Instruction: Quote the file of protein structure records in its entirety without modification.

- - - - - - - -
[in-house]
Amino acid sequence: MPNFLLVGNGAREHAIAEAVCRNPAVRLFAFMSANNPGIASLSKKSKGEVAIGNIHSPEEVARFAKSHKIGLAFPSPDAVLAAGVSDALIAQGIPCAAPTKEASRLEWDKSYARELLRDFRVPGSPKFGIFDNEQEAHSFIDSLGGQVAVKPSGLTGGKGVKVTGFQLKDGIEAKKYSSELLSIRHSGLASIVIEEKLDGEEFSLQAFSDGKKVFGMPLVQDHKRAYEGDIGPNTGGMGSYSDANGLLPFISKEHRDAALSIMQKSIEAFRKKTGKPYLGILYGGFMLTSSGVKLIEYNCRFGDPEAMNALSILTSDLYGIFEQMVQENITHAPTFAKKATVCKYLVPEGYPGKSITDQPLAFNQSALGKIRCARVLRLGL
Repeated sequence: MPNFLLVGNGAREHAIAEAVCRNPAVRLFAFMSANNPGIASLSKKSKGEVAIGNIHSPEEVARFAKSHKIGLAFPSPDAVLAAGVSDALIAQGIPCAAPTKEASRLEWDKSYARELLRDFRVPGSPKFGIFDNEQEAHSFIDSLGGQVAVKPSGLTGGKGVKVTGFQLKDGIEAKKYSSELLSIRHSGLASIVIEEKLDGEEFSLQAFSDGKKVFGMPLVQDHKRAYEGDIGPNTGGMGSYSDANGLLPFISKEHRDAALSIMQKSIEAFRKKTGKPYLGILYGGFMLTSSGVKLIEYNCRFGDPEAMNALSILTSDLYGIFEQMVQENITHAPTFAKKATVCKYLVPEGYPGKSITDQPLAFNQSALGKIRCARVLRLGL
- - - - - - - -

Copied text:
[in-house]
Amino acid sequence: MPNFLLVGNGAREHAIAEAVCRNPAVRLFAFMSANNPGIASLSKKSKGEVAIGNIHSPEEVARFAKSHKIGLAFPSPDAVLAAGVSDALIAQGIPCAAPTKEASRLEWDKSYARELLRDFRVPGSPKFGIFDNEQEAHSFIDSLGGQVAVKPSGLTGGKGVKVTGFQLKDGIEAKKYSSELLSIRHSGLASIVIEEKLDGEEFSLQAFSDGKKVFGMPLVQDHKRAYEGDIGPNTGGMGSYSDANGLLPFISKEHRDAALSIMQKSIEAFRKKTGKPYLGILYGGFMLTSSGVKLIEYNCRFGDPEAMNALSILTSDLYGIFEQMVQENITHAPTFAKKATVCKYLVPEGYPGKSITDQPLAFNQSALGKIRCARVLRLGL
Repeated sequence: MPNFLLVGNGAREHAIAEAVCRNPAVRLFAFMSANNPGIASLSKKSKGEVAIGNIHSPEEVARFAKSHKIGLAFPSPDAVLAAGVSDALIAQGIPCAAPTKEASRLEWDKSYARELLRDFRVPGSPKFGIFDNEQEAHSFIDSLGGQVAVKPSGLTGGKGVKVTGFQLKDGIEAKKYSSELLSIRHSGLASIVIEEKLDGEEFSLQAFSDGKKVFGMPLVQDHKRAYEGDIGPNTGGMGSYSDANGLLPFISKEHRDAALSIMQKSIEAFRKKTGKPYLGILYGGFMLTSSGVKLIEYNCRFGDPEAMNALSILTSDLYGIFEQMVQENITHAPTFAKKATVCKYLVPEGYPGKSITDQPLAFNQSALGKIRCARVLRLGL